US okays F-16 sales to Jordan, air defense boosts for Saudi Arabia, UAE

Pentagon says deals will help bolster regional partners while countering Iran and other hostile actors, amid flurry of drone and missile attacks blamed on rebels in Yemen, Iraq

A THAAD missile defense system. (US Army Europe)
A THAAD missile defense system. (US Army Europe)

The US State Department approved potential sales of fighter jets and air defense systems to Jordan, Saudi Arabia and the United Arab Emirates to help stabilize the region and counter Iran, Washington said Thursday.

The proposed sales include fighter jets, munitions and other equipment for Amman, with a price tag of $4.21 billion; $23.7 million in upgrades to Saudi Arabia’s missile defense systems; and $65 million in spare parts for missile defense systems deployed by the UAE, according to the US Defense Department, which announced the approvals.

None of the sales will alter the military balance in the region, the Defense Security Cooperation Agency said, a determination meant to assure Congress that Israel’s qualitative military edge in the Middle East would be maintained.

The UAE has been targeted several times in recent weeks by attack drones and missiles thought to have been launched by Iran-backed militias in Yemen. US and Emirati forces jointly intercepted two recent aerial attacks, including one earlier this week as Israeli President Isaac Herzog began a historic visit to the Gulf Arab country.

Saudi Arabia has also been a frequent target of drones and missiles from Yemen’s Houthi rebels, who have been battling a Saudi-led coalition as part of Yemen’s seven-year civil war.

On Wednesday, the Emirates said it intercepted attack drones later claimed by an Iran-backed group in Iraq that has previously targeted Saudi Arabia.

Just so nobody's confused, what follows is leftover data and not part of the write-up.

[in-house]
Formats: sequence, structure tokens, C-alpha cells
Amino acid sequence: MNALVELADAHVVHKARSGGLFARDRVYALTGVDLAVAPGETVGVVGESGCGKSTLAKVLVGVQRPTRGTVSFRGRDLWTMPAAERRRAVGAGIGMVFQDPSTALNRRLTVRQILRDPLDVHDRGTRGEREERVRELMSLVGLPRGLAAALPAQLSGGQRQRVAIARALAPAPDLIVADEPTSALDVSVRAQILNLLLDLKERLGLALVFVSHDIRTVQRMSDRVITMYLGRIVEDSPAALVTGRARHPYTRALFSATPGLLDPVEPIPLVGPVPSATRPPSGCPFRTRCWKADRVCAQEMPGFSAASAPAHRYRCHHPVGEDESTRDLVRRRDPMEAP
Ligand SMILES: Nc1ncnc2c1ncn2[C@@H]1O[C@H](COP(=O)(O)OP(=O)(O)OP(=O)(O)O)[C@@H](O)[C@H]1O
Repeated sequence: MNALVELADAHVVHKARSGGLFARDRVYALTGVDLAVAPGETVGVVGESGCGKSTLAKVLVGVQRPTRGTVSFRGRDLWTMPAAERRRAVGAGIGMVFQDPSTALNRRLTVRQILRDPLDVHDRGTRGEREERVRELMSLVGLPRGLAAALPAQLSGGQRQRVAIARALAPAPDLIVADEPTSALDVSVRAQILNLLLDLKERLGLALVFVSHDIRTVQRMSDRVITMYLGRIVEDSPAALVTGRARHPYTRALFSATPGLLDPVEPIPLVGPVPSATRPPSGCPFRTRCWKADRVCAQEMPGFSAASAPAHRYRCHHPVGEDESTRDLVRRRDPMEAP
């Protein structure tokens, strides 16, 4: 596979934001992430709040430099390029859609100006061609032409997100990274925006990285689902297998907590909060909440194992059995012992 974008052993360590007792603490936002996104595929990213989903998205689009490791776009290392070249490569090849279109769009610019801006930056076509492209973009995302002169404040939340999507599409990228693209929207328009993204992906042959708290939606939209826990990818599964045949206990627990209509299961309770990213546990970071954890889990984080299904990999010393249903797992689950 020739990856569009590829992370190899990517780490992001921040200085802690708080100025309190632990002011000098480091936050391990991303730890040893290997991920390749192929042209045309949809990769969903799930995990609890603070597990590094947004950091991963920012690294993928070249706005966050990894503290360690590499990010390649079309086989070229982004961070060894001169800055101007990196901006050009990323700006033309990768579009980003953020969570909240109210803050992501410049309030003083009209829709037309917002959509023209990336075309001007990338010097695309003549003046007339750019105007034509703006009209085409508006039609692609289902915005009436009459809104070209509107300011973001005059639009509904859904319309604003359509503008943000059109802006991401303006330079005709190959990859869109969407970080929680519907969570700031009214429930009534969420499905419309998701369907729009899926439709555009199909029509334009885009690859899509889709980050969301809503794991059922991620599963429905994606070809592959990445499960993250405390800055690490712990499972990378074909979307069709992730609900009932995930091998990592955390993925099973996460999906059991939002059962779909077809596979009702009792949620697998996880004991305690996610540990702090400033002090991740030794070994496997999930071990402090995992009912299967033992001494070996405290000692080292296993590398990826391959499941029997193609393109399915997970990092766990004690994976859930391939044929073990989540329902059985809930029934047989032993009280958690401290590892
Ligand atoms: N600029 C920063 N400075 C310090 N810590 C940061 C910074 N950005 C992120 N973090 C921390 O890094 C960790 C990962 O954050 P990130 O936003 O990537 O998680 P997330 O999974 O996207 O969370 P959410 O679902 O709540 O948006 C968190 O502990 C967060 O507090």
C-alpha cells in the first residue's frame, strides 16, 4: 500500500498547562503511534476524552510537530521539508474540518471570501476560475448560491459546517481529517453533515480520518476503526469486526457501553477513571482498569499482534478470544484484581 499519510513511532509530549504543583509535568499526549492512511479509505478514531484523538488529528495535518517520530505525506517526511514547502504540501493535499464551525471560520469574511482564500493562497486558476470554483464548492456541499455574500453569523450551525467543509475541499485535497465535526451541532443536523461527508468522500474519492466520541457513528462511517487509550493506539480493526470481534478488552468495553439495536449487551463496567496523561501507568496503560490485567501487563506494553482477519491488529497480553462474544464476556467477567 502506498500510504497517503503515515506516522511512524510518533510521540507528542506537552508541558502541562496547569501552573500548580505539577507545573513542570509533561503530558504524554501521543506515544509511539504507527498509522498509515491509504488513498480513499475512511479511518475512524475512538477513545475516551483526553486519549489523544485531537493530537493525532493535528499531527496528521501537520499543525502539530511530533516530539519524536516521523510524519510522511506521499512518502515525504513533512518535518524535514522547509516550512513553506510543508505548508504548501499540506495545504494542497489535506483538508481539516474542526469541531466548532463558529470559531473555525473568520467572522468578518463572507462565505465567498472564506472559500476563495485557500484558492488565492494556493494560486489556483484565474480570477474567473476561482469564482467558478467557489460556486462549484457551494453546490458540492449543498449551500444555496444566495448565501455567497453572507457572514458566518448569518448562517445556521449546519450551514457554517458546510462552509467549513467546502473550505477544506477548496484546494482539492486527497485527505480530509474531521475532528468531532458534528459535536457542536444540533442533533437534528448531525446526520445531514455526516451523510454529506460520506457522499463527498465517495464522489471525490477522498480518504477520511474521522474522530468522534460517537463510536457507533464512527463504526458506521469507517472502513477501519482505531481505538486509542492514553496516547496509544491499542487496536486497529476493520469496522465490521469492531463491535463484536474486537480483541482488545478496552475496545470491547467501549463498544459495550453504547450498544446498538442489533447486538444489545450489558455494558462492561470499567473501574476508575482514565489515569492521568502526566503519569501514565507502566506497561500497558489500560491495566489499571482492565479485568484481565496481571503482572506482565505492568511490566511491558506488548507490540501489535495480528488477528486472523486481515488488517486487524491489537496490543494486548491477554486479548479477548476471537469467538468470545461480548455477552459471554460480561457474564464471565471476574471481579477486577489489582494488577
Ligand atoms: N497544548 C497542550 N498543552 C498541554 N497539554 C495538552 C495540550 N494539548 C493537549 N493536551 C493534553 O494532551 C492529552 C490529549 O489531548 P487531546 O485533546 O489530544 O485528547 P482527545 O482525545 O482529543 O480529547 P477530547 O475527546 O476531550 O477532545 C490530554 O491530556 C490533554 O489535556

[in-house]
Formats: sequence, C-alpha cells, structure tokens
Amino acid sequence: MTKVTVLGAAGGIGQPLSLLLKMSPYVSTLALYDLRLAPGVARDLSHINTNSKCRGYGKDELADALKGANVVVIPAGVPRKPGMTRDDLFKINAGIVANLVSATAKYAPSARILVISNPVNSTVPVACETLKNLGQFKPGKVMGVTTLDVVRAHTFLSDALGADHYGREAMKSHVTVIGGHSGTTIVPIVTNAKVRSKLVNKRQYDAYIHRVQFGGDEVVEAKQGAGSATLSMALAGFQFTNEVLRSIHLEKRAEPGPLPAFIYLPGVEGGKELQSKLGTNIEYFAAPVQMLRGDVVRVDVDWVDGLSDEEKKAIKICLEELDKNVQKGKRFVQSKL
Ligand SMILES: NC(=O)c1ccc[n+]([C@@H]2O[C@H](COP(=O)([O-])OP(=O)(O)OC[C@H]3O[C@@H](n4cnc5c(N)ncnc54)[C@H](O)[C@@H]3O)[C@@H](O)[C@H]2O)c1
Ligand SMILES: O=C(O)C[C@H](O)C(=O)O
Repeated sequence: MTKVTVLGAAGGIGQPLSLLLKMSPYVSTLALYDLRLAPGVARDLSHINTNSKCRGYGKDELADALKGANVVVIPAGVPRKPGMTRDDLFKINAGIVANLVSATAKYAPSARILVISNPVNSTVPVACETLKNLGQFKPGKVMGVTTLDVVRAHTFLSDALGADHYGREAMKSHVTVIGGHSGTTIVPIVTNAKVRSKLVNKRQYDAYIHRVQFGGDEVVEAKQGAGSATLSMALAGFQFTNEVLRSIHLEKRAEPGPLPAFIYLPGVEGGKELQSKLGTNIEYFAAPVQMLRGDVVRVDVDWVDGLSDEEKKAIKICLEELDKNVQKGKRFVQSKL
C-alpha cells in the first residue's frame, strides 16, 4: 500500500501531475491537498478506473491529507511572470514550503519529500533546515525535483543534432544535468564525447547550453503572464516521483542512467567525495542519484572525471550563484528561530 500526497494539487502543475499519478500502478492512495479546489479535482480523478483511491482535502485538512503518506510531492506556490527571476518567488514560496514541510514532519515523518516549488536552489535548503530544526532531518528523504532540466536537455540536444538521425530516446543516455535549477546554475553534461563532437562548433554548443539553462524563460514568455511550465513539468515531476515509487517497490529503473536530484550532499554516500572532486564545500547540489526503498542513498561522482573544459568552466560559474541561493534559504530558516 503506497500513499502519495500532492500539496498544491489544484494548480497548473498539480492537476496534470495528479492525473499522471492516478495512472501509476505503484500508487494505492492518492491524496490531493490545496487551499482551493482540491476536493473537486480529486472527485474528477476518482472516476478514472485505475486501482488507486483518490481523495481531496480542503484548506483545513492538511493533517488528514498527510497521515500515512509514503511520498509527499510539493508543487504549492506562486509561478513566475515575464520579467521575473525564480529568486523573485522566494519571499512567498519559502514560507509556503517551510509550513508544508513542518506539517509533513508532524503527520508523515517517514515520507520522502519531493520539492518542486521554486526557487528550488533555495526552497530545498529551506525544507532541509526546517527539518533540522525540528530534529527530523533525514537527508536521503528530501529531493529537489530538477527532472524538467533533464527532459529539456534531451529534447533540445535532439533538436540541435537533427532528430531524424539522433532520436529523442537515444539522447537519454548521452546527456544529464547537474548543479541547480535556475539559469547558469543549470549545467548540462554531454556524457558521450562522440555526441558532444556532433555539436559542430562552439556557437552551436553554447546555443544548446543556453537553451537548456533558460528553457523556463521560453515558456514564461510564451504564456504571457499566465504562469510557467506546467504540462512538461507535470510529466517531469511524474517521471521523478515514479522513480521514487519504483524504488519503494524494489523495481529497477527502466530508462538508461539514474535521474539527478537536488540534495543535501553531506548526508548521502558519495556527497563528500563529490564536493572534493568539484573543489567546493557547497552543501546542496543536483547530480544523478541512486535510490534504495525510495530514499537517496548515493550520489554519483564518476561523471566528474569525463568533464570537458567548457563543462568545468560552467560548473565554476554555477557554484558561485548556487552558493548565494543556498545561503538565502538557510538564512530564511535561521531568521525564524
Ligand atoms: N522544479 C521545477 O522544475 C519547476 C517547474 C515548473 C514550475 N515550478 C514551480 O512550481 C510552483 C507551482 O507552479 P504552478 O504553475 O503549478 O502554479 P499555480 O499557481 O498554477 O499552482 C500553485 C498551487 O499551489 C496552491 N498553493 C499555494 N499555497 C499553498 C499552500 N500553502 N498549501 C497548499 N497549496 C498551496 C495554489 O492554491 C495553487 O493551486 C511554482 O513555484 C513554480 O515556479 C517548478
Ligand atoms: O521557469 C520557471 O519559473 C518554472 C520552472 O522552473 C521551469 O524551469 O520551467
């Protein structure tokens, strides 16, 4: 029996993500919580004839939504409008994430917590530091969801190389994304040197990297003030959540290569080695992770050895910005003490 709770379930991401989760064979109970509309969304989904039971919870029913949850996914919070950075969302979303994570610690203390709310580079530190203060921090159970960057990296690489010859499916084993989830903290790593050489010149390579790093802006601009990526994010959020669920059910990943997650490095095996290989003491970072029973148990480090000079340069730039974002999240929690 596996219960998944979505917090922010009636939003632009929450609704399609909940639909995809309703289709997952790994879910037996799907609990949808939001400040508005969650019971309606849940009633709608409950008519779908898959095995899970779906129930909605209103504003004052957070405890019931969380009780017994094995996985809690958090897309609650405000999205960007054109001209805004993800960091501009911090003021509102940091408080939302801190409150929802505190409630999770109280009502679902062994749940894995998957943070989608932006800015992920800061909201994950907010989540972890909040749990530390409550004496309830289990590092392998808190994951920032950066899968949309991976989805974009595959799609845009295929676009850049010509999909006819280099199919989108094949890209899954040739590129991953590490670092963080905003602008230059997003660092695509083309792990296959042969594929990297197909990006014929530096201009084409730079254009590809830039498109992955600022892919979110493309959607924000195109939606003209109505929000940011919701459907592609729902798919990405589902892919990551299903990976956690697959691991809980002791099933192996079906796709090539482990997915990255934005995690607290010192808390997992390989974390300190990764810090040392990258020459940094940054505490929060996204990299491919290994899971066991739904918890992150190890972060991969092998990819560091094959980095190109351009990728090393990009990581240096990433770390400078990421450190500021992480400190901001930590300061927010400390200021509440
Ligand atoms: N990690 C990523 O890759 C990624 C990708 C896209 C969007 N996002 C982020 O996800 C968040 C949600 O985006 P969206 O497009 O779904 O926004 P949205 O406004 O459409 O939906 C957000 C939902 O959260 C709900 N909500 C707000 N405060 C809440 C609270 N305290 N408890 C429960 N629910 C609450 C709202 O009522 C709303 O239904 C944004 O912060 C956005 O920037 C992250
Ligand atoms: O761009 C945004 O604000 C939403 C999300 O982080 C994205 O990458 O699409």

Illustrative — US soldiers near a Patriot missile battery at Al-Dhafra Air Base in Abu Dhabi, United Arab Emirates, May 5, 2021 (Staff Sgt. Jao’Torey Johnson/US Air Force via AP)

The Pentagon said it could sell 31 MIDS-LVT data link systems to upgrade Riyadh’s THAAD air defense platforms, supplementing similar systems already installed on its Patriot missile defense array.

“The proposed sale will provide the Saudi armed forces with the equipment, training, and follow-on support necessary to protect Saudi Arabia, and the region, from the destabilizing effects of terrorism, countering Iranian influence, and other threats,” the Pentagon said in a notice to Congress.

The Defense Department said it had approved upping UAE acquisitions of spare parts for its Patriot, THAAD and HAWK air defense systems from $30 million, which had been previously approved, to $65 million.

The sale will support “maintaining the operational readiness of critical air defense systems,” the Pentagon said.

Jordan was given the go-ahead to purchase 16 F-16 Block 70 aircraft, along with related equipment and hundreds of various Joint Direct Attack Munition tail kits to upgrade its munitions.

A US F-16 fighter jet takes part in the “Blue Flag” multinational air defense exercise at the Ovda air force base, north of the Israeli city of Eilat, on November 11, 2019. (Jack Guez/AFP)

The Defense Department said the sale would modernize Jordan’s air force and support the goals of the US-led regional coalition “such as countering violent extremist organizations, countering malign state and non-state actors, and border defense.”

The announcements are required by law before a possible sale. The statements indicated that the deals had yet to be finalized.

US officials have scrambled in recent days to assure Gulf strategic allies, including Saudi Arabia and the UAE, of US defensive support.

Interceptors are launched over Abu Dhabi in the United Arab Emirates to hit incoming missiles, January 24, 2022. (video screenshot)

“America will have the backs of our friends in the region,” US President Joe Biden told reporters after a drone attack on Monday.

The Biden administration has appeared reluctant to sell offensive weapons to the Saudis, who are accused of human rights abuses during its long engagement in Yemen’s civil war. The Houthis and the UAE, which withdrew forces from the conflict in 2019 but have continued to back anti-Houthi rebels, have also been accused of abuses.

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